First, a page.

Transport and housing minister Professor Anthony Cheung Bing-leung today confirmed that the land available for public rental flats falls short of the official target to build 200,000 apartments over the next decade.
An Audit Commission report released on April 16 said that the government failed to inform the public even though it was aware back in 2012 that there might not be enough land to meet its ambitious home-building targets.
The report also said that in 2012 the government already projected the average waiting time for public rental flats will extend to five years in 2020 from the current three years, which is also the average waiting time the government promised applicants.
“The Housing Authority did make such a projection for internal reference, but any long-term forecast has its limits, and due to constraints in [research] methods, making a forecast in 2012 on what happens eight years later may result in a higher chance of inaccuracy,” Cheung said at a Legislative Council public accounts committee’s public hearing on the audit report.
Since being advised of the forecast, the government has put in more effort to find suitable land for public rental flats to “avoid the five-year forecast from becoming a reality”, he added.
The government now faces a bigger challenge to meet the three-year target, he said, and there might be “occasional deviation from the target” but the target can be met with greater effort.
Echoing Cheung’s remarks, development minister Paul Chan Mo-po said the bureau is now working with the housing bureau to find land although “few easy options were left” and that the fastest way is to use developed lands in urban area and new towns.
The 150 pieces of land the government has earmarked for subsidised housing, Chan said, could provide 210,000 flats in the next five years. He admitted, however, that concerns at district level about the new housing projects remain a challenge.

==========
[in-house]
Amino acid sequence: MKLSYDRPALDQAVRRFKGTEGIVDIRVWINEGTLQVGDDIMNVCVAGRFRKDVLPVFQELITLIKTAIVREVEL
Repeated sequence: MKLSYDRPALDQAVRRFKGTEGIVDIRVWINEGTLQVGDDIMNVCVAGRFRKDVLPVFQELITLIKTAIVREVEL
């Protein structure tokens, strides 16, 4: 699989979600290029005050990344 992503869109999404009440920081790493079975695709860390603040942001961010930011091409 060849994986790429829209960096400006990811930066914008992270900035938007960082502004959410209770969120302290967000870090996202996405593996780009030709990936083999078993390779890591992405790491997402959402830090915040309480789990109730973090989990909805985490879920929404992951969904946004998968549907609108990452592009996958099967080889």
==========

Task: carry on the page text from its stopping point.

The government watchdog last month said its studies had shown a shortfall of 38 hectares on the land needed for public flats, even if the administration was able to “resolve many technical issues, local objections and [carry out] necessary rezoning” on other sites it had identified. That would mean it could build only 179,000 flats, 21,000 fewer than the target.
But lawmakers doubted if the government could still meet its target and questioned the bureau’s ability to handle both of the broad policy areas under its purview.
Lawmaker Kenneth Leung said he would propose at the next council meeting to discuss whether the current structure of the Transport and Housing Bureau is appropriate by putting the two policy areas of great public concern under a single bureau.
Civic Party lawmaker Alan Leong Kah-kit also doubted if different government departments involved in public housing policy have a consensus on their estimation on future subsidised flats’ supply as past examples reveal the Housing Department could have a different forecast from the Long-term Housing Strategy Steering Committee.
Pro-establishment lawmaker Gary Chan Hak-kan also demanded that the government should give an explanation on the widening gap of 19 per cent in 2012 between the flats being built and the target which the government has set, up from 1 per cent in 2008.